RENO, Nevada (Reuters) - With U.S. gasoline pump prices soaring, the Obama administration on Thursday unveiled a working group of federal agencies to probe potential fraud in the energy markets.
The White House is worried that if average gas prices rise above $4 a gallon, the economic and political fallout could dominate next year’s presidential campaign and drown out President Barack Obama’s message of economic recovery.
Obama said there was no “silver bullet” to tame gasoline prices, but said he asked U.S. Attorney General Eric Holder to assemble a team of agency officials to “root out” cases of oil market fraud that affect pump prices, including actions by speculators.
“We are going to make sure that no one is taking advantage of the American people for their own short-term gain,” Obama said in prepared remarks to a townhall-style meeting in Nevada.
Earlier, the Justice Department announced the working group, which will include representatives from the Commodity Futures Trading Commission, the Federal Trade Commission, the Federal Reserve Board, the Securities and Exchange Commission, as well as the Departments of Agriculture, Energy, Justice and Treasury.
Past attempts by U.S. regulators to investigate widespread gasoline market malfeasance have borne little fruit.
Obama devoted considerable time to the subject of rising gasoline prices this week — seeking to reassure Americans that there was enough global oil supply and blaming soaring gasoline prices on speculators.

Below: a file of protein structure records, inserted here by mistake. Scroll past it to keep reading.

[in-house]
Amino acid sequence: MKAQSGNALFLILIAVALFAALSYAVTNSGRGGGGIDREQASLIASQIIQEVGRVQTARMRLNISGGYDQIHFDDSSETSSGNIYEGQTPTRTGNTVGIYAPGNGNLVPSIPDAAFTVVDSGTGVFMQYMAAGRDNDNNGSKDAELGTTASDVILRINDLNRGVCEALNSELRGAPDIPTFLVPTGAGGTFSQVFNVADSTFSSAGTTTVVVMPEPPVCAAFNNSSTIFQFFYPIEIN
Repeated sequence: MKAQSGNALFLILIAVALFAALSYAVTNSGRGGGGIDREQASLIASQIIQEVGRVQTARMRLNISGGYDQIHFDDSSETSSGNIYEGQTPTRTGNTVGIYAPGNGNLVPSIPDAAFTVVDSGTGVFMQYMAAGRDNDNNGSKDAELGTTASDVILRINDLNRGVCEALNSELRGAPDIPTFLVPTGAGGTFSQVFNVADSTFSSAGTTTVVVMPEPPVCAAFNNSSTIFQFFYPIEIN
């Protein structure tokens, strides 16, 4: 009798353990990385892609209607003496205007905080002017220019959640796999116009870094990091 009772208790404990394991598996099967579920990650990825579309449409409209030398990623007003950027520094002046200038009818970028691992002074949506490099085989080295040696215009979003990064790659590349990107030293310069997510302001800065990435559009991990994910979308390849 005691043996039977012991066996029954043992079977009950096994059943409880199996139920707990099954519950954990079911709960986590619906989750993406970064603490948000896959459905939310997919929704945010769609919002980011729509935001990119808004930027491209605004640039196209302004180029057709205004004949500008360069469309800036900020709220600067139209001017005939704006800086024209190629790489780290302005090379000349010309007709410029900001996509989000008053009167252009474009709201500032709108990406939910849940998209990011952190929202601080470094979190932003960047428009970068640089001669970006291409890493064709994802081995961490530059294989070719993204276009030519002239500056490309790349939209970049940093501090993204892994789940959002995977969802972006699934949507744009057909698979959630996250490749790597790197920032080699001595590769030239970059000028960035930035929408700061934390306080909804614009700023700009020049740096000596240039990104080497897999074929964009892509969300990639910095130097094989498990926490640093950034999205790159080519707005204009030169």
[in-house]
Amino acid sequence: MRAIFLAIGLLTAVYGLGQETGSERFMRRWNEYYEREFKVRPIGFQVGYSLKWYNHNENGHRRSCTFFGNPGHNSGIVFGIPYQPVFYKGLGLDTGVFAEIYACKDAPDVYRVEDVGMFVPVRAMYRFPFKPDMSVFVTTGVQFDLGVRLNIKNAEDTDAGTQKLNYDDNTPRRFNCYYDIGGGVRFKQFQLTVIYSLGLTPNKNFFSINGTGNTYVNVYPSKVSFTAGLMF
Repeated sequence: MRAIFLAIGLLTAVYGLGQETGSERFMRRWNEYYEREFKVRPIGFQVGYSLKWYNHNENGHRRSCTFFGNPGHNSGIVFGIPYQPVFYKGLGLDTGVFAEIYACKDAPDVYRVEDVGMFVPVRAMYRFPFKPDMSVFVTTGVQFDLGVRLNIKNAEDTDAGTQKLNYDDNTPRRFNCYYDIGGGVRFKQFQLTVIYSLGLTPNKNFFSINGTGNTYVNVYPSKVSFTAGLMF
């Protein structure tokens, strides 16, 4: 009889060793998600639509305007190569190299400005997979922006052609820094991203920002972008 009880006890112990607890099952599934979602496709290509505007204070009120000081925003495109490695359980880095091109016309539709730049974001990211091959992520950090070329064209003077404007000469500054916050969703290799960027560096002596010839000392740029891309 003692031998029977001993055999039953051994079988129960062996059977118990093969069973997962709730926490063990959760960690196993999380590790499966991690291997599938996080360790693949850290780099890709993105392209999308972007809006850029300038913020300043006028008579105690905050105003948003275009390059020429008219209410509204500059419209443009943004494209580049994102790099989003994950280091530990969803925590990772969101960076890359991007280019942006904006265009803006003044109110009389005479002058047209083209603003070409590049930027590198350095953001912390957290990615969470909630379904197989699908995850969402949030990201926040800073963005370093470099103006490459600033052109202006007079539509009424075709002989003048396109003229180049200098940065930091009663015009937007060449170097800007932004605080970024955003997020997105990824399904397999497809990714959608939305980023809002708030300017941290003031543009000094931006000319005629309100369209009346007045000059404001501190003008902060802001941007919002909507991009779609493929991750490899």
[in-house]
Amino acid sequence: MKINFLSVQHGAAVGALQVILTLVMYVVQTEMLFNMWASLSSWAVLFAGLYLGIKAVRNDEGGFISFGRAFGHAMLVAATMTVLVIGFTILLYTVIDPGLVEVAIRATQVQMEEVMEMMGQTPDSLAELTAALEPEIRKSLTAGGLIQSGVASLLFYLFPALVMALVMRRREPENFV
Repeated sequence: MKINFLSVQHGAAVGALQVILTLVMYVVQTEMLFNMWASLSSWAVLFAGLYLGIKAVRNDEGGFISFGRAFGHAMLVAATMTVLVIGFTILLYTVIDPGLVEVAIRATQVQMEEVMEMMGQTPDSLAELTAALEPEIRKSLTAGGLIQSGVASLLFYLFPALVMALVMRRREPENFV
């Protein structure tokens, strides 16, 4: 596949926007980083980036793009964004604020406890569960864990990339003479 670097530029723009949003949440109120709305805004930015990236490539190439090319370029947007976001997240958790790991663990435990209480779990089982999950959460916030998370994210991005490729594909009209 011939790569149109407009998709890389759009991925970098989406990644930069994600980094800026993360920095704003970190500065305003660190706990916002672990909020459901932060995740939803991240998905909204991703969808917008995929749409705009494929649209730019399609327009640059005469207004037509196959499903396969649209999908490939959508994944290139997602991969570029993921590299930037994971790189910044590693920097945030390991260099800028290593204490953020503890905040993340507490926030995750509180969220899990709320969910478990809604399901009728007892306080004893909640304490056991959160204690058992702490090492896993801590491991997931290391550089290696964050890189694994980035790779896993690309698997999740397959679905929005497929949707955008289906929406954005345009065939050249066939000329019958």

Average U.S. gasoline prices hit $3.84 a gallon last week, the most expensive since August 2008, as oil prices have soared above $100 a barrel. With pump prices already above the key level of $4 a gallon in U.S. cities like Los Angeles, San Francisco and Chicago, Obama faces political pressure to act.
The group, which will be part of the administration’s Financial Fraud Task Force, will focus on any manipulation of oil and gas prices, collusion, fraud or other violations of state and federal laws, Holder said in a memo.
It will also examine investor practices, supply and demand factors and the role of speculators and index traders in the oil futures markets, according to his memo sent to the task force members.
A former federal enforcement official applauded the move and said he expected to see swift results.
“This is going to send a very strong signal to speculators and others who are committing malpractices in these markets, that there is a cop on the beat,” said Michael Greenberger, a University of Maryland law professor and former senior CFTC official.
But if past efforts are any indication, tracking down manipulation claims will be difficult. The federal government has launched several gasoline price investigations in past years — all of which yielded no evidence of manipulation or other wrongdoing.
Holder said he was acting on a March 11 request from Obama to look into rising energy prices and that during a subsequent meeting last month with task force members and state attorneys general they discussed pending inquiries in some states.
They also talked about “areas that require additional exploration, including whether there is any evidence of unlawful price manipulation at the supplier level or higher,” Holder said in the memorandum released by the Justice Department.
Additional reporting by Jeremy Pelofsky, James Vicini and Christopher Doering; Editing by Vicki Allen